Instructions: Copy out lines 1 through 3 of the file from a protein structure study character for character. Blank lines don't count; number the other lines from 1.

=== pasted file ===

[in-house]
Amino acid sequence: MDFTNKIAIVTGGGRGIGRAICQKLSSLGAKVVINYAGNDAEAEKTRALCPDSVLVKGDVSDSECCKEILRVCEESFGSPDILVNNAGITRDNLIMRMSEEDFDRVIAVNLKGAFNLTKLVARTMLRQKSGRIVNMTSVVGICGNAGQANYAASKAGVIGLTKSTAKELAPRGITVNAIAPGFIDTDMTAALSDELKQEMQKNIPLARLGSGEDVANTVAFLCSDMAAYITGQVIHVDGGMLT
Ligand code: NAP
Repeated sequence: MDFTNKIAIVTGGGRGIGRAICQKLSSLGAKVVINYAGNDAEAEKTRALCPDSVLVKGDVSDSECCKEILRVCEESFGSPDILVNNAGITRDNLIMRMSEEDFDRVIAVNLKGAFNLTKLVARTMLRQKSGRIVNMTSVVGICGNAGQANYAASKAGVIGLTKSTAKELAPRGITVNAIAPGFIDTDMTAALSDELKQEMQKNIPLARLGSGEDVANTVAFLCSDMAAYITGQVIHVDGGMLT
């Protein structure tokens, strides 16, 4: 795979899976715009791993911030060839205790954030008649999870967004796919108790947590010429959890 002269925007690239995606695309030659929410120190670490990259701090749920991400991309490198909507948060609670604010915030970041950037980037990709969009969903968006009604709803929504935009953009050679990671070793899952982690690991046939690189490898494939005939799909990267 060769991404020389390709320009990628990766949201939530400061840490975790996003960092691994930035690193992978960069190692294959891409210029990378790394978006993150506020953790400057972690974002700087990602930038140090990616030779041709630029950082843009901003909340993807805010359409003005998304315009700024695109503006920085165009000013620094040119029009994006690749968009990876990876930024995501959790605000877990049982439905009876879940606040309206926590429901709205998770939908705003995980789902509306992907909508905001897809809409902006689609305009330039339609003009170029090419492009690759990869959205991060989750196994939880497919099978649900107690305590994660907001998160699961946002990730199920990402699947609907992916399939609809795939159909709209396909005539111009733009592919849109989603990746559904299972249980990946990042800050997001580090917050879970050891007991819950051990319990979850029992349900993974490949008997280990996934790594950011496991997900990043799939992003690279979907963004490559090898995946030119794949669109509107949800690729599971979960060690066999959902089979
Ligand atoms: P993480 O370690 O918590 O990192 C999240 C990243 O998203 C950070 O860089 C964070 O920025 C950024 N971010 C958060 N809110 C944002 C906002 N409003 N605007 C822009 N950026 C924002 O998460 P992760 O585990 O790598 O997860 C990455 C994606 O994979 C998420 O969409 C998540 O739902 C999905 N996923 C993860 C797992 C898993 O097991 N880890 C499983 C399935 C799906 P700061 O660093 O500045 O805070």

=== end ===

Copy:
[in-house]
Amino acid sequence: MDFTNKIAIVTGGGRGIGRAICQKLSSLGAKVVINYAGNDAEAEKTRALCPDSVLVKGDVSDSECCKEILRVCEESFGSPDILVNNAGITRDNLIMRMSEEDFDRVIAVNLKGAFNLTKLVARTMLRQKSGRIVNMTSVVGICGNAGQANYAASKAGVIGLTKSTAKELAPRGITVNAIAPGFIDTDMTAALSDELKQEMQKNIPLARLGSGEDVANTVAFLCSDMAAYITGQVIHVDGGMLT
Ligand code: NAP